It’s not that I don’t like cats

By 5th March 2009No Comments

Its not that I don’t like cats, it’s more like well cats not liking me. I do like them and if they would just tolerate me, I would love to do the same for them.

Having said that I suppose cat lovers everywhere will be yelling for my blood. So please allow me to put my thoughts and fears into some form of an explanation, and I am sure that you will see that it would be justly unfair to condemn me out of hand, when cats continuously show their lack of understanding towards me.

I have been persecuted by cats for most of my life, in the early 1930’s when trying to help a wild cat escape from a poachers Snare, I had a perfectly good jacket torn to shreds when I placed it over his head in an effort to restrain it, that’s not all I had a series of nasty injections to ensure that his bites and scratches left me unharmed. Ungrateful creature, well alright it was terrified having been imprisoned for several hours.

Then again that cat on the Cemetery wall in South Wimbledon when I was serving as a Policeman just after WW2. This cemetery has a high wall with several alcoves let into it, around the perimeter. Now all policeman in those times when patrolling their beats had favourite spots in which to conceal themselves and enjoy a rest, and the usual cigarette, these alcoves were one of my spots. I could lean back with my helmet just protruding above the wall in a most comfortable position. One moonlight night just after 2.A.M. I settled down for my respite. Then it all happened I suddenly felt something cross the back of my neck , first one way then back again, what could it be ? a branch of a tree blowing in the breeze? but there was no breeze and no trees. It felt more like the blade of some instrument of torture. Then the purring started, well more of a growling sound as though some beast was about to behead me. Turning quickly with my hands held high to ward of some wild animal , or torment evil spirit, I was confronted by a mangy looking cat glaring at me. The silly thing is that I was so relieved that I gave it the sausage which I usually gave to the friendly guard dog in the factory down the road.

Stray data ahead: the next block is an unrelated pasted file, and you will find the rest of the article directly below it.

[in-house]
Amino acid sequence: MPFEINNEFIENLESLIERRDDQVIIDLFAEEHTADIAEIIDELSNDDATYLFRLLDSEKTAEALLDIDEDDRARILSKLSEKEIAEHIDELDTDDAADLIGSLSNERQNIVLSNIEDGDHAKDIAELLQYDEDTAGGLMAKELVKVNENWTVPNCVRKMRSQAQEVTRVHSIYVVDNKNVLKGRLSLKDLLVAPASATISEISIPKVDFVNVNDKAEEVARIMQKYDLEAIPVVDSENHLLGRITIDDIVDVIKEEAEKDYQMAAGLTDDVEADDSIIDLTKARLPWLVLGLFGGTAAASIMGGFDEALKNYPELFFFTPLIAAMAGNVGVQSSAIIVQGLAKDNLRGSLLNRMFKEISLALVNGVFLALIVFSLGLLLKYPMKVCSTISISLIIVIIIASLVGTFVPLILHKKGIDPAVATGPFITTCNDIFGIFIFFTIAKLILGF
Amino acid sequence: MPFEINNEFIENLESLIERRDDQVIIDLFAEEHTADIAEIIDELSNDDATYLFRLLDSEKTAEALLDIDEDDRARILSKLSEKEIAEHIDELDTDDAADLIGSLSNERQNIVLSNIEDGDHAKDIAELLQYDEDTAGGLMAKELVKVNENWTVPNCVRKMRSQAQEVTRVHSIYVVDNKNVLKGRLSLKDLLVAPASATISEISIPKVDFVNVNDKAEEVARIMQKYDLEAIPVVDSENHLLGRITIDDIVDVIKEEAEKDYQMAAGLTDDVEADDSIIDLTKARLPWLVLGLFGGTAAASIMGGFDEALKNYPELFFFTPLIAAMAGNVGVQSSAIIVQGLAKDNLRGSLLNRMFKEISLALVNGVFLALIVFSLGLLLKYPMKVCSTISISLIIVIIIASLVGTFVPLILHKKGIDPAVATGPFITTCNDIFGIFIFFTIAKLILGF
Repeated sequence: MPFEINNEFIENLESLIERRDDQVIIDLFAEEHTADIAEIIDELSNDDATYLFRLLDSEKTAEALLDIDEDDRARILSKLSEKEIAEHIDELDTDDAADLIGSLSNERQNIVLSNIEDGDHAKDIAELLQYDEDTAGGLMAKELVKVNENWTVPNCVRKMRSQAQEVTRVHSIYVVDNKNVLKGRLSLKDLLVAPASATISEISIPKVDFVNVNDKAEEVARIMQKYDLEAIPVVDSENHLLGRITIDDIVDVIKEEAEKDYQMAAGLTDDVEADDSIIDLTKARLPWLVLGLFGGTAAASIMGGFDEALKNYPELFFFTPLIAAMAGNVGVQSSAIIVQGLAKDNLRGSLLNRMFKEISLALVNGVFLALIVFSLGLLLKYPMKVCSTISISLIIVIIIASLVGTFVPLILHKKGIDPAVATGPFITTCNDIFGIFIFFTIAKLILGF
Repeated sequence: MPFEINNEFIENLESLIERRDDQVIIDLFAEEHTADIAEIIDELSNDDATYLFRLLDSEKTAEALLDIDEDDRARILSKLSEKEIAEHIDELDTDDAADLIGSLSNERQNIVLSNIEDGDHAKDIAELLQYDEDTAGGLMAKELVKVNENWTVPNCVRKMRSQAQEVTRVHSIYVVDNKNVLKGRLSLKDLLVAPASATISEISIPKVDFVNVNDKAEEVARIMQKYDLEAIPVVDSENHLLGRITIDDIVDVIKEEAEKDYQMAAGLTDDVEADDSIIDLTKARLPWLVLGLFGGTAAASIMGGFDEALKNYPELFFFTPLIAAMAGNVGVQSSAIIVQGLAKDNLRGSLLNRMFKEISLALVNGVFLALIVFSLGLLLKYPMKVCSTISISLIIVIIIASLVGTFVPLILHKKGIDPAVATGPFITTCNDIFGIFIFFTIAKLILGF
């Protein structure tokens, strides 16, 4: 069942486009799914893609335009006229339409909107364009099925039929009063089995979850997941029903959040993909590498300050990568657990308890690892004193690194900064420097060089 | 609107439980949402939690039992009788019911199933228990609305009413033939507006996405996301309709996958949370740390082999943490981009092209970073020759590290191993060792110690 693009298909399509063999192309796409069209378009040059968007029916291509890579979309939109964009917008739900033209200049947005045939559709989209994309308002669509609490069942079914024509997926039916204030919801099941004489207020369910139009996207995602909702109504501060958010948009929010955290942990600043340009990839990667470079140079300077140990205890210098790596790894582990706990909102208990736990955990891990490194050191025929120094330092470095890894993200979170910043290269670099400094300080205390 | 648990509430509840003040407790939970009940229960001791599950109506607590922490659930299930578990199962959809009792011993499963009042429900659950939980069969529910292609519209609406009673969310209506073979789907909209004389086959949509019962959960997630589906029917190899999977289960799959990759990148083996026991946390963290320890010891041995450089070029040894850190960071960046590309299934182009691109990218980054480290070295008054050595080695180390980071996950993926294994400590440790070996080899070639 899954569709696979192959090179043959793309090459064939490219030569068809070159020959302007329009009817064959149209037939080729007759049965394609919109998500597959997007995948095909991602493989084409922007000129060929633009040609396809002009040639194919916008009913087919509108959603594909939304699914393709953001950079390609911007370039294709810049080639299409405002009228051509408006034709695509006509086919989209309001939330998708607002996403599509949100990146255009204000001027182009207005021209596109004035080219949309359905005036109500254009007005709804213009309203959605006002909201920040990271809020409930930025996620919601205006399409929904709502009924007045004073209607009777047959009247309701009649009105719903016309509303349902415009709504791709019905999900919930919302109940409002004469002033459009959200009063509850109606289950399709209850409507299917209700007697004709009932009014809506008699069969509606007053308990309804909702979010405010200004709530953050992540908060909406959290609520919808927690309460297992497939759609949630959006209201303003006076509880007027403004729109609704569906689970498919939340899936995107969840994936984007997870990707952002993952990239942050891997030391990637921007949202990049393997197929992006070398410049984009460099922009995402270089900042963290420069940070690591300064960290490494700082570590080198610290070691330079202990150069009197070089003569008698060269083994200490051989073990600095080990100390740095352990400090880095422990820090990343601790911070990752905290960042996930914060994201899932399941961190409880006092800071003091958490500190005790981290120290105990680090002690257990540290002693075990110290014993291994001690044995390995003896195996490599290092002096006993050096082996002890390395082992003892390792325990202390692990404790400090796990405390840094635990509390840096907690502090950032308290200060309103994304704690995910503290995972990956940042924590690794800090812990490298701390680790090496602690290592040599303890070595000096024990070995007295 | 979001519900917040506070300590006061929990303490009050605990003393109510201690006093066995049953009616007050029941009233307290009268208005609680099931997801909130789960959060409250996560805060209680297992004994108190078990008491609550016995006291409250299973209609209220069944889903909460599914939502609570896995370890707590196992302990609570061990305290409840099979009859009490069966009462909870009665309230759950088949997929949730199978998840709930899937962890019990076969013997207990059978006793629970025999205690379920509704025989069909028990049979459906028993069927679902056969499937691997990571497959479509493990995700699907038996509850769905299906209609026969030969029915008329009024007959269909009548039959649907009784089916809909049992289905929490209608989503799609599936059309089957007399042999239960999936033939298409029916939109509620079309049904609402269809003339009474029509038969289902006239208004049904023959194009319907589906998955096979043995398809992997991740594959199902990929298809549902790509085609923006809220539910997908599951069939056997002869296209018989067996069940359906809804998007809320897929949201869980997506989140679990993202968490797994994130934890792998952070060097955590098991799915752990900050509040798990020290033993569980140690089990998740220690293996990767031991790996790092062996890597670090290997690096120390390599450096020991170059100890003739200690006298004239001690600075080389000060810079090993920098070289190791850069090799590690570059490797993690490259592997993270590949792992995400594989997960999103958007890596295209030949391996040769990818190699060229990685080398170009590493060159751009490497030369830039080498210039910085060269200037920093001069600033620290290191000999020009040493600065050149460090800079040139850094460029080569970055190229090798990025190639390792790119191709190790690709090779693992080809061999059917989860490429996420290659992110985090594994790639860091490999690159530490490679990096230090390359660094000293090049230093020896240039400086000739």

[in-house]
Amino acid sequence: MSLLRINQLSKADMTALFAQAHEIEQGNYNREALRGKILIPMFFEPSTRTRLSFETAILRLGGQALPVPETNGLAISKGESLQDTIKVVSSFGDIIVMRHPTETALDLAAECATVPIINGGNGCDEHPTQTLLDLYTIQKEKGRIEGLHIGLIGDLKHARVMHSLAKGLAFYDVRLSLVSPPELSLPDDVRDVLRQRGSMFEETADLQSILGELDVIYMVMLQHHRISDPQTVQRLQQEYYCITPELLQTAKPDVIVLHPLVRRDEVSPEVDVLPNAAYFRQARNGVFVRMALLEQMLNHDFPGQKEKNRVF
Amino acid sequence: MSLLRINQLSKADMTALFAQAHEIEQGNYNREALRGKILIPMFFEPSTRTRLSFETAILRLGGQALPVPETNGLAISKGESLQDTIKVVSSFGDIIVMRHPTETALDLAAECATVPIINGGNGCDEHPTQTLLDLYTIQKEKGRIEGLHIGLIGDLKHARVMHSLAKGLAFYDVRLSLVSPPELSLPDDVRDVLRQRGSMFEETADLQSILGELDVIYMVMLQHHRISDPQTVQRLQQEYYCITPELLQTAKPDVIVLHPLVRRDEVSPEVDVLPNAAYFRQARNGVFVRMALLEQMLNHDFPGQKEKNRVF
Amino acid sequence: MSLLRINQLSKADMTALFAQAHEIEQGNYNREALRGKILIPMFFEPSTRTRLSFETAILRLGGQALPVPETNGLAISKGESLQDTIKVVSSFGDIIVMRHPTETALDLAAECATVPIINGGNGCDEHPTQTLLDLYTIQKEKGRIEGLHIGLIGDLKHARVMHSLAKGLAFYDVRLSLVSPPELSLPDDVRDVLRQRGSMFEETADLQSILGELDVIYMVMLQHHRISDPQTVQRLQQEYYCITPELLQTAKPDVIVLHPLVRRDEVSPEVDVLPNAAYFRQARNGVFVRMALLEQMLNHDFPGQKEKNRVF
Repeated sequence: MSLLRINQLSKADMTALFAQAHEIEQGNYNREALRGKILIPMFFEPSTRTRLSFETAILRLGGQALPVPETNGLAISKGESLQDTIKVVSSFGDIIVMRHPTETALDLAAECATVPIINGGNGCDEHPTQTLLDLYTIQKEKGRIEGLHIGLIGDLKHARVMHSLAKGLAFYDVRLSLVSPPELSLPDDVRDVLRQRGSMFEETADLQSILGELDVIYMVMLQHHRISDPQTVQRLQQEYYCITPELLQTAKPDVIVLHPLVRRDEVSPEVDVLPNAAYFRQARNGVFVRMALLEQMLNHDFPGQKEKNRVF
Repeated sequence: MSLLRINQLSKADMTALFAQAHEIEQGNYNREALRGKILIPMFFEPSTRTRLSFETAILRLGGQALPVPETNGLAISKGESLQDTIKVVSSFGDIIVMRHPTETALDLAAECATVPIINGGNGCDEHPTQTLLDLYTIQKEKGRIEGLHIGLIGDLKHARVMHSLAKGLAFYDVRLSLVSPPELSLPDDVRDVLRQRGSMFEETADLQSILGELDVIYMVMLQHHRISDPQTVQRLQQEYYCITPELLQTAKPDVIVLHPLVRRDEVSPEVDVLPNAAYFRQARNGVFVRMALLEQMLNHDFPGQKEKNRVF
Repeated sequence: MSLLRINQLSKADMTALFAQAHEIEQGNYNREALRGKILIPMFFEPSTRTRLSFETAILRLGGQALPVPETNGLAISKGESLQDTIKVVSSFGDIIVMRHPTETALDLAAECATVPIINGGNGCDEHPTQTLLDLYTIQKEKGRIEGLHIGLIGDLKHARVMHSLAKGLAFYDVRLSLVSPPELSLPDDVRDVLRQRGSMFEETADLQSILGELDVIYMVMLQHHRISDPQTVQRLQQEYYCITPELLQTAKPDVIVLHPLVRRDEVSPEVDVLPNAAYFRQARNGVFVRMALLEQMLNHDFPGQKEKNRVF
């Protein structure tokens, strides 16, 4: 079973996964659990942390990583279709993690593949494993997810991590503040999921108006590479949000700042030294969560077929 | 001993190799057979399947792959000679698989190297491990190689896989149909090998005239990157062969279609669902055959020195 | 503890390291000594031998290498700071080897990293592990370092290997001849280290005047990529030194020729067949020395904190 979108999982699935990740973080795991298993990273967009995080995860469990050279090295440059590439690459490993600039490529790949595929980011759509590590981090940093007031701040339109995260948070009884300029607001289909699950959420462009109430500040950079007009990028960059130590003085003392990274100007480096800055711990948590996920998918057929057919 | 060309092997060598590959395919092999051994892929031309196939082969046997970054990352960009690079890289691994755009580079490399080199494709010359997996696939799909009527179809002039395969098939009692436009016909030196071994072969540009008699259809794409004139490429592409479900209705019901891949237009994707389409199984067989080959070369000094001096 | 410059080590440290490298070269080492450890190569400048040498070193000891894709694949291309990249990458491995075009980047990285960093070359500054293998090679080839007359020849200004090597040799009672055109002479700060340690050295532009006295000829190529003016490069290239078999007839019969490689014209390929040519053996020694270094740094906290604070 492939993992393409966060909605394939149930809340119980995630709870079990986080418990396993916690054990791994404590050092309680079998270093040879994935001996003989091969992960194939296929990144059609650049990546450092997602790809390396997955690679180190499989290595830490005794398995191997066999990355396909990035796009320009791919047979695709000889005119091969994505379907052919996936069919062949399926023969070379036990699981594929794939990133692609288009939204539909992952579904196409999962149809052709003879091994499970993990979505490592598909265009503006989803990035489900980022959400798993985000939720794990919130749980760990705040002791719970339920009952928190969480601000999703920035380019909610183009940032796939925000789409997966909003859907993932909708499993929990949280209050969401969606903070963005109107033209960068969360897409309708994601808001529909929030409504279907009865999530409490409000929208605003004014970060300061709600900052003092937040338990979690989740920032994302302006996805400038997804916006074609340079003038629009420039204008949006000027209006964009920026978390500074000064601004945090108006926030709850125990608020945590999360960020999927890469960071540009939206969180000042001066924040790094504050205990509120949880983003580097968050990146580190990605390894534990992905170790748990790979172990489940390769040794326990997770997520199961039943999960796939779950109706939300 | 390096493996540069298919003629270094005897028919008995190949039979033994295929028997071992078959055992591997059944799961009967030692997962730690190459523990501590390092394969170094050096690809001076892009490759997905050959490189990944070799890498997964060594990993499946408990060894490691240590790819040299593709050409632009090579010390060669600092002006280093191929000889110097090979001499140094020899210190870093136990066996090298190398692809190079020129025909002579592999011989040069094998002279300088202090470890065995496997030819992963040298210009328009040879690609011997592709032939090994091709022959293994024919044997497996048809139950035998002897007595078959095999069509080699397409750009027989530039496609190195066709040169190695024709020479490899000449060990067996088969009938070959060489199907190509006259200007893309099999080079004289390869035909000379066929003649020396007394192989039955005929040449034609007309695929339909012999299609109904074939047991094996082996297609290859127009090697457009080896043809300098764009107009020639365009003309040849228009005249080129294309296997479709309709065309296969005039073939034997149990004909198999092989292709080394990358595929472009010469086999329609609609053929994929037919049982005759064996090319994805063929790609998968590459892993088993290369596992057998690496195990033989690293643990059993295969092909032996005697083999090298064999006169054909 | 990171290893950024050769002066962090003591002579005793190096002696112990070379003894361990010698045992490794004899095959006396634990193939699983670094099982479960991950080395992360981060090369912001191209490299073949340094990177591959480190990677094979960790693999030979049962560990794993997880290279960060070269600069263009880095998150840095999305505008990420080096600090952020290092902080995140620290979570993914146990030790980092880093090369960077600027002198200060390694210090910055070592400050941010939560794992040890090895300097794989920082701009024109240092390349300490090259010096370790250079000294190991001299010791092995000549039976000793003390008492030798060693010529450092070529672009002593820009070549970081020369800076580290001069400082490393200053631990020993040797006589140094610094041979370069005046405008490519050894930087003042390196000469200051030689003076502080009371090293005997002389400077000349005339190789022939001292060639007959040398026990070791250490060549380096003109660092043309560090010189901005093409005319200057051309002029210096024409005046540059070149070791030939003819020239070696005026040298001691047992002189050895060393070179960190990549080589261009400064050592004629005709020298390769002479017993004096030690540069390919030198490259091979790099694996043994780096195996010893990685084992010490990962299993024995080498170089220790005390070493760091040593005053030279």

Night duty again brought me my next encounter with another Moggie.

Just outside the Wimbledon Station the street has been built over the railway and is really a bridge with shops on both sides, behind which is a sort of catwalk, with back entrances to the shops on one side and a wall on the other safe guarding a drop of about 100 feet to the rails below. Night duty entailed walking down this Cat walk ensuring that the backs of the shops were safe. On my first night patrol I started my inspection of the shops , now I don’t know if you have ever experienced walking down a poorly lit alleyway and have something grab your shoulder in a vice like grip, well it is not pleasant! Apparently my predecessor had been playing some stupid game with the local cat seeing who could give the other the greatest shock. Now you must begin to see that I am a martyr to cats.

Cats do treat me with contempt, Living in the Cotswolds in a comfortable warm bungalow, enjoying glorious countryside, with my wife and her adoring cat was my idea of comfortable living to be enjoyed by my adoring family. It was my custom when returning from a hard days work to be greeted by my wife, and told to go and put my feet up, and she would bring in our usual cup of tea, and have our cosy little chat before dinner. Settling into my big reclining chair, in front of the big log fire, my wife’s cat as usual stretched out in front of it. With my greeting of hello cat, this ungrateful creature would stretch ,yawn , arch it’s back, turn contemptuously walk away with stiffened legs and curled tail, looking very like a very fat naval orange on stilts, at least when viewed from the rear.

Success with cats , or rather with a cat came to me late in life, on a visit to my Grand Daughter who has two cats I was greeted by her beautiful big black cat, who actually came up purring her pleasure, settling down in my lap perfectly happy. Now this must be a cat of very superior breeding, a cat that actually like me, what a sensible she is, not so the ginger one, obviously of a lower intellect, it simply walked away, and on reaching the door, turned blinked an eye, and I am sure muttered “You are the weakest link, goodbye.”

Ashley Roden

Author Ashley Roden

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